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About Gaziantep



Gaziantep

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Gaziantep is amongst the oldest continually inhabited cities in the world. The metropolitan area in the entire Gaziantep Province had a population of 1.3 million as of 2010, making the city sixth most populous in Turkey. The city has two central districts under its administration, Sahinbey and Sehitkamil. Gaziantep was originally called Aintap but after some centuries the name shifted to Antep. The origin of the name is shrouded in mystery, but there are several theories:

  • "Aintap" may be derived from "Khantap", meaning "king's land" in the Hittite language.
  • "Aintap" means "full of springs" in Persian.
  • "Ain", a word of praise, and "tap", meaning "spring", may have combined to form the name.
  • "Ayin taba" means "good spring" in Aramaic.

In 1921, "Antep" was legally renamed "Gaziantep", meaning "Victorious Antep".

Gaziantep is one of the most developed provinces of the region and is also one of the oldest, its history reaching as far back as the Hittites. Being the center of pistachio cultivation in Turkey and with its extensive olive groves and vineyards, Gaziantep is one of the important agricultural and industrial centres of Turkey.

In the center of the city stands the Gaziantep Fortress and the Ravanda citadel as reminders of past - the citadel was restored by the Byzantines in the 6th century. The Archaeological Museum, with its important collections from Neolithic and the Hittite ages as well as the Roman and Commagene times, attracts many visitors. A recent addition to the Museum's riches are the Roman mosaics discovered in Zeugma. The surroundings of the city are also full of valuable Hittite remains. The Hasan Suzer House, which has been restored to its original state, now houses the Ethnographical Museum. Yesemek Sculpture Workshop, 30 kilometers south of the town of Islahiye, is one of the world's first of this kind. Some of the other historical remains are the Zeugma (called also Belkis in Turkish), and Kargamis ruins by the town of Nizip and slightly more to the north, Rumkale.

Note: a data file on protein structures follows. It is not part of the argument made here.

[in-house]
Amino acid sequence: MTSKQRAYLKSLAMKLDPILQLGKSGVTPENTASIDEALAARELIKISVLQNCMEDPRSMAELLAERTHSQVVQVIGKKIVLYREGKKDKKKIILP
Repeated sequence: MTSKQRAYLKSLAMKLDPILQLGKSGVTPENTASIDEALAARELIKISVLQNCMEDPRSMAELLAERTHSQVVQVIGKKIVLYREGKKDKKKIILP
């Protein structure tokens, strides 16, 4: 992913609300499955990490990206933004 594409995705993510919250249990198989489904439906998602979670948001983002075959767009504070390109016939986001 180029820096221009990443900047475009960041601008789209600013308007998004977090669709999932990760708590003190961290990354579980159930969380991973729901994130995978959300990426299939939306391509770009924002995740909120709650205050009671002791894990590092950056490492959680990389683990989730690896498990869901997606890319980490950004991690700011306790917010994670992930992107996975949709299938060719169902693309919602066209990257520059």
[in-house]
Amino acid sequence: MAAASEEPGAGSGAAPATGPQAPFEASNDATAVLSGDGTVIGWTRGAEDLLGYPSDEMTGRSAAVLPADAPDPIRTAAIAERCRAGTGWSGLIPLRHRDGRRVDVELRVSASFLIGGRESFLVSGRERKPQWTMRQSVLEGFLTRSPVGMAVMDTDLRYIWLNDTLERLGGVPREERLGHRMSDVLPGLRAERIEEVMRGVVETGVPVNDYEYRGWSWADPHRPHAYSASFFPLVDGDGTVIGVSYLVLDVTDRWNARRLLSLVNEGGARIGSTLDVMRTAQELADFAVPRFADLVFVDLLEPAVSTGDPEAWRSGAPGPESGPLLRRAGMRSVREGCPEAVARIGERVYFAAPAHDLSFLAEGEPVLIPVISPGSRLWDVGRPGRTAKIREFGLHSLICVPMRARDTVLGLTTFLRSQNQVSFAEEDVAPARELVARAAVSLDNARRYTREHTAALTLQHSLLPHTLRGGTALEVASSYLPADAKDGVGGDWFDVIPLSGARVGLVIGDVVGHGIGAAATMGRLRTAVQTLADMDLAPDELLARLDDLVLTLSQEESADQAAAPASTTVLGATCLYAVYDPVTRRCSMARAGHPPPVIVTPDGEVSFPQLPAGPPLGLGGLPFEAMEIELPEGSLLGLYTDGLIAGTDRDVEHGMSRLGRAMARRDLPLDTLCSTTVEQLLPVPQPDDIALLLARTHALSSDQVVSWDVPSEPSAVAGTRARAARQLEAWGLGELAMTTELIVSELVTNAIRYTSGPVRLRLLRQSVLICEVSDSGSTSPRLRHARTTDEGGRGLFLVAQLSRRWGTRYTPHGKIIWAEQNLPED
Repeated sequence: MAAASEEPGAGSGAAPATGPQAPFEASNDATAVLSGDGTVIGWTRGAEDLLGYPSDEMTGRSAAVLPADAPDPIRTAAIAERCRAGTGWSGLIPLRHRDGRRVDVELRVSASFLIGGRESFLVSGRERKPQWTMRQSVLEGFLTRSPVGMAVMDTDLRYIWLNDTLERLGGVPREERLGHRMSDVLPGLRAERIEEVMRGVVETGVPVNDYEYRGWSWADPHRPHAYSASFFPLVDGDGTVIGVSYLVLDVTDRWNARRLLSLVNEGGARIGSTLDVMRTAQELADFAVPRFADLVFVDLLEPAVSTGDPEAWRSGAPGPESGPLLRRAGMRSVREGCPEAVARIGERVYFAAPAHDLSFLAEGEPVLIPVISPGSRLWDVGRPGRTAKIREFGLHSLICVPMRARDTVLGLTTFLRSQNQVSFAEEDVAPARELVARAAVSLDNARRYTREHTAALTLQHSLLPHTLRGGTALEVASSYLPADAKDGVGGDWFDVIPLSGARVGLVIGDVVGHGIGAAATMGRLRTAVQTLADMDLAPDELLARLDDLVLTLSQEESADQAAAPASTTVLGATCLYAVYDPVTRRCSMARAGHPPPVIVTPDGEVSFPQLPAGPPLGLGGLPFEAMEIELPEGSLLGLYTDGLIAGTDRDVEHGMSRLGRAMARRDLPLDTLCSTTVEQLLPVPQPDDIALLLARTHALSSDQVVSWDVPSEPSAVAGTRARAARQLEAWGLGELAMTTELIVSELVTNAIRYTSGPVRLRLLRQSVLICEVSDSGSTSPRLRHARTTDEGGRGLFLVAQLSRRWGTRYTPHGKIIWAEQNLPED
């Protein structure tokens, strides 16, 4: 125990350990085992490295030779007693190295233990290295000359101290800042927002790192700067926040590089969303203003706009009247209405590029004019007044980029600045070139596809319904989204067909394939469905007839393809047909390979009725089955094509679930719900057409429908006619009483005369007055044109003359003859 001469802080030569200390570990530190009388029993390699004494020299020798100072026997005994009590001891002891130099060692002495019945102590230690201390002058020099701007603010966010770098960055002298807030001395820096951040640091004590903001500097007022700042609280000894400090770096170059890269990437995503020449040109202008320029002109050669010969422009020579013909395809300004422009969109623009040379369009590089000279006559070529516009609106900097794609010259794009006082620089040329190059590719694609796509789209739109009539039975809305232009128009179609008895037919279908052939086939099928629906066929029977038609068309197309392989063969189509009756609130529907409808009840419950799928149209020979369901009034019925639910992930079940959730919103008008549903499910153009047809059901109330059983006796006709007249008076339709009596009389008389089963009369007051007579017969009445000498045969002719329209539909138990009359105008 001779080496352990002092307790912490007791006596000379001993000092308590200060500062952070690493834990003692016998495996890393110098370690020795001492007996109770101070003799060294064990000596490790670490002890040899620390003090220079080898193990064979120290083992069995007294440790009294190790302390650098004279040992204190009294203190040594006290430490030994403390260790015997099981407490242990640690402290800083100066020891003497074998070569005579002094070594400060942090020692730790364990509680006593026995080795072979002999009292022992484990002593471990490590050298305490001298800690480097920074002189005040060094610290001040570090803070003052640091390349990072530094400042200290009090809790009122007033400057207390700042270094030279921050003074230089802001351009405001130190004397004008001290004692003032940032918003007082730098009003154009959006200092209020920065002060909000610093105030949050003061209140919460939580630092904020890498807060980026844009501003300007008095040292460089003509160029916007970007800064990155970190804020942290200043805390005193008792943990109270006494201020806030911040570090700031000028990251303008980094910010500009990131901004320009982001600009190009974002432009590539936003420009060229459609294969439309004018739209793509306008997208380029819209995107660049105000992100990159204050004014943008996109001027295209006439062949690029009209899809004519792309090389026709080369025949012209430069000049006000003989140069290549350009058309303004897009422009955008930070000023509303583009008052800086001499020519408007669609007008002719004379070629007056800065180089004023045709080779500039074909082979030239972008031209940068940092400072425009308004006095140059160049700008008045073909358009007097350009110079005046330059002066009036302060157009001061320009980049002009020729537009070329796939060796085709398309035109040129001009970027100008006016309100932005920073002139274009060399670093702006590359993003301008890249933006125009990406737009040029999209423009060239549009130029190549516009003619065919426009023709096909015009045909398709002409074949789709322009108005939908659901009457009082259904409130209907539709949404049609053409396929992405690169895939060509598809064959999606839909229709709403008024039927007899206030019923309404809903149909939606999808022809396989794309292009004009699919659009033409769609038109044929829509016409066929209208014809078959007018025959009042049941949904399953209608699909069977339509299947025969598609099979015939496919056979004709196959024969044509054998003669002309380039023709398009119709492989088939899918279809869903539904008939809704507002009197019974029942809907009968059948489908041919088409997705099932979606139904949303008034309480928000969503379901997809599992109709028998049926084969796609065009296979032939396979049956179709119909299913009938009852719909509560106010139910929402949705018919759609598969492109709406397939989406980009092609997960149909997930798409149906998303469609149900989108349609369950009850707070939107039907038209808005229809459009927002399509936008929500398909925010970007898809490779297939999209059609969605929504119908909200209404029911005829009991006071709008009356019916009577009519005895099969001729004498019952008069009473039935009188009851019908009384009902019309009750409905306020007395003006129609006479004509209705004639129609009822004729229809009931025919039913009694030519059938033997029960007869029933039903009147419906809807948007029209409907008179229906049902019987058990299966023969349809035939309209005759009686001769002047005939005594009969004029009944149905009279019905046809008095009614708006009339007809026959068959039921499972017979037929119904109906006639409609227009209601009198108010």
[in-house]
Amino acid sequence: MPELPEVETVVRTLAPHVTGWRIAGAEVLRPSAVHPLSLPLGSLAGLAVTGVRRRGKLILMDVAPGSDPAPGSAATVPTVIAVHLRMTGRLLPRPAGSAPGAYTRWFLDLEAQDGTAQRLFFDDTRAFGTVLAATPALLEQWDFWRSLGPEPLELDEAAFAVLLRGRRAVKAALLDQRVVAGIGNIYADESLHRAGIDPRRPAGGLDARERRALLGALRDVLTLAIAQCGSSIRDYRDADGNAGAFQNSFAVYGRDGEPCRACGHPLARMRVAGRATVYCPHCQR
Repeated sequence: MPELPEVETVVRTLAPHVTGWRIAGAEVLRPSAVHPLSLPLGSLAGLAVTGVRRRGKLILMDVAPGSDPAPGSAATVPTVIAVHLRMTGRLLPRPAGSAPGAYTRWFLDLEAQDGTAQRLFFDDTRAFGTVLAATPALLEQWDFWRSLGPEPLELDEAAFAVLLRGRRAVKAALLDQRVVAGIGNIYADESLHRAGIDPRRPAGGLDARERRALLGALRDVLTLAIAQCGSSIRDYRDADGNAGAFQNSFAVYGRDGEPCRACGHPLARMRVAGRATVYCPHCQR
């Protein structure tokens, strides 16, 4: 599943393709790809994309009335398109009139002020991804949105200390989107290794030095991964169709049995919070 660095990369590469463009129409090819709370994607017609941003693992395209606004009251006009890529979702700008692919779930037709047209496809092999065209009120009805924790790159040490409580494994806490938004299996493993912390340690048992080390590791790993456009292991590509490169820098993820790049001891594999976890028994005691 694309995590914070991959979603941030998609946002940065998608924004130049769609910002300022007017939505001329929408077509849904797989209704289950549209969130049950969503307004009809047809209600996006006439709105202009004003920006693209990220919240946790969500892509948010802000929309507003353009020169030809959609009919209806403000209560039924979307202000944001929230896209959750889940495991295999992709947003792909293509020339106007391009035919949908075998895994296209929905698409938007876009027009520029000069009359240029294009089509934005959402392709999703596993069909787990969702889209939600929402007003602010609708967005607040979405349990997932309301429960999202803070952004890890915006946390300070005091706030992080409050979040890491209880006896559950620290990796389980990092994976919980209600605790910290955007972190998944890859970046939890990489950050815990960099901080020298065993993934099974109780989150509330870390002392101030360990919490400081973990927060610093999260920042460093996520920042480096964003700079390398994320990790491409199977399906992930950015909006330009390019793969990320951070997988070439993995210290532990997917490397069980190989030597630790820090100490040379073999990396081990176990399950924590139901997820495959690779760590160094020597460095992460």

Gaziantep was ruled by Akkadians, Mitannis, Hittites, Neo-Hittites, Assyrians, Urartians, Babylonians, Persians, Greeks, Armenians, Parthians, Commagene, Romans, Byzantines, Sassanids, and Arabs.

In the first half of the 7th century, Arab armies captured this region. It was passed to the Umayyads in 661 and the Abbasids in 750. During the period of Arab rule, it was ravaged several times by the Eastern Romans (Byzantines). After the disintegration of the Abbasid dynasty, the city was ruled successively by the Tulunids, the Ikhshidids and the Hamdanids. In 962, it was recaptured by the Byzantines (Eastern Romans), and retained by them until the Seljuk conquest in 1067. The regime of the Anatolian Seljuks gave way to the Syria Seljuks in 1086. Tutush I appointed Thoros of Edessa as governor of the region.

It was captured by the Crusaders and united to the Maras Seigneurship in the County of Edessa in 1098. It reverted to the Seljuk Sultanate of Rum in 1150, occupied by the Armenian Kingdom of Cilicia between 1155-1157 and 1204-1206 and captured by the Zengids in 1172 and the Ayyubids in 1181. It was retaken by Seljuk Sultanate of Rûm in 1218. It was ruled by the Ilkhanate between 1260-1261, 1271-1272, 1280-1281 and 1299-1317 and by the Mamluks between 1261-1271, 1272-1280, 1281-1299, 1317-1341, 1353-1378, 1381-1389 and 1395-1516. It was also governed by the Beylik of Dulkadir, which was a Turkish vassal state of the Mamluks.

The Ottoman Empire captured Gaziantep after the Battle of Marj Dabiq in 1516, during the reign of Sultan Selim I. In the Ottoman period, Aintab was a sanjak centered initially in the Dulkadir eyalet (1516-1818), and later in the Aleppo vilayet (1908-1918). It was also a kaza in the Aleppo vilayet (1818-1908).

In 1923, Antep was removed from the Aleppo vilayet and ceded to Turkey according to the Treaty of Lausanne signed between the Ankara government and the Allies at the end of World War I, together with other parts of northern Syria including Adana, Mersin, Tarsus, Urfa, Kahramanmaras, and Diyarbakir.

Leon Edgar Books